Tero Saarinen's Morphed. Photo by Darya Popova, Courtesy Helene Davis Public Relations

Choreographer Tero Saarinen has a proclivity for the peculiar—and for epic orchestral music. That he should be commissioned by the Los Angeles Philharmonic to create a new dance work to accompany the U.S. premiere of Bernd Alois Zimmermann's Cello Concerto en forme de pas de trois only makes sense. Zimmermann's eerie, difficult-to-classify composition falls squarely in Saarinen's wheelhouse. Walt Disney Concert Hall, Jan. 19–21. laphil.com.


Rant & Rave
PC Break the Floor

Two competition routines are equal in technical proficiency, artistry and choreography. One consists of all girls, the other includes a boy. Guess which takes home first prize?

If you guessed the one with the boy, you may be privy to an unspoken and much-debated phenomenon in the competition dance world: The Boy Factor. According to The Boy Factor, a competitive piece is more likely to win if there's a boy in it.

"If it's all technically equal and one group is all girls and the other group has a boy, the one with the boy will win," says Rysa Childress, owner of All Star Studios in Forest Hills, New York. "Boy soloists are sometimes scored higher than more technically proficient girls because if a boy has good stage presence, we let him slide," says an anonymous competition judge. "And most of the feedback will be for the boy."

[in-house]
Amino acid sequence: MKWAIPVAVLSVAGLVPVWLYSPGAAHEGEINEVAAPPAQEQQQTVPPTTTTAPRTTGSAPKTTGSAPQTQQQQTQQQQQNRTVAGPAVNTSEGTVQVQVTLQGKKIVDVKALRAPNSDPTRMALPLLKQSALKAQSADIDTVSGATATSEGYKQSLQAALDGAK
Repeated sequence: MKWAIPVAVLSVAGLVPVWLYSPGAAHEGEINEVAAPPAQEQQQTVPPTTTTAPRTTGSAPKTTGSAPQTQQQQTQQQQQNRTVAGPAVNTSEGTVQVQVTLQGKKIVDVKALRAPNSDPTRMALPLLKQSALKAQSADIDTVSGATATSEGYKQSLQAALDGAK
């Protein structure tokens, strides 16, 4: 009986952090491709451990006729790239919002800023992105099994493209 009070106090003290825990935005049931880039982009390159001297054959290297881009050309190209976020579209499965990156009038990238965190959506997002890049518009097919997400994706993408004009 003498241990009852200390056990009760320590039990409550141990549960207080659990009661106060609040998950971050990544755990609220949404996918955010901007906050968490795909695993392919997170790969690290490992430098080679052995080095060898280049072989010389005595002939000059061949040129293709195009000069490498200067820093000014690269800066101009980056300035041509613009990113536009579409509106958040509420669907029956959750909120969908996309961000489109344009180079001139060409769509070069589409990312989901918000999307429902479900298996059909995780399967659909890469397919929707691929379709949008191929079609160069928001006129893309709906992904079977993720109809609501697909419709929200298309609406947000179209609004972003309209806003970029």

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Roberto Bolle and Kenall Jenner on set. Photo via tods.com

I'll never forget something Roberto Bolle once told me when I was interviewing him about his workout regimen: Talking about how much he loved to swim, he said, "I would love to go in the Italian sea, but I am too well-known there to show up in my suit."

It always amused and kinda shocked me that a ballet dancer could reach that level of fame. But it's true: In his native Italy, Bolle is a bonafide celerity.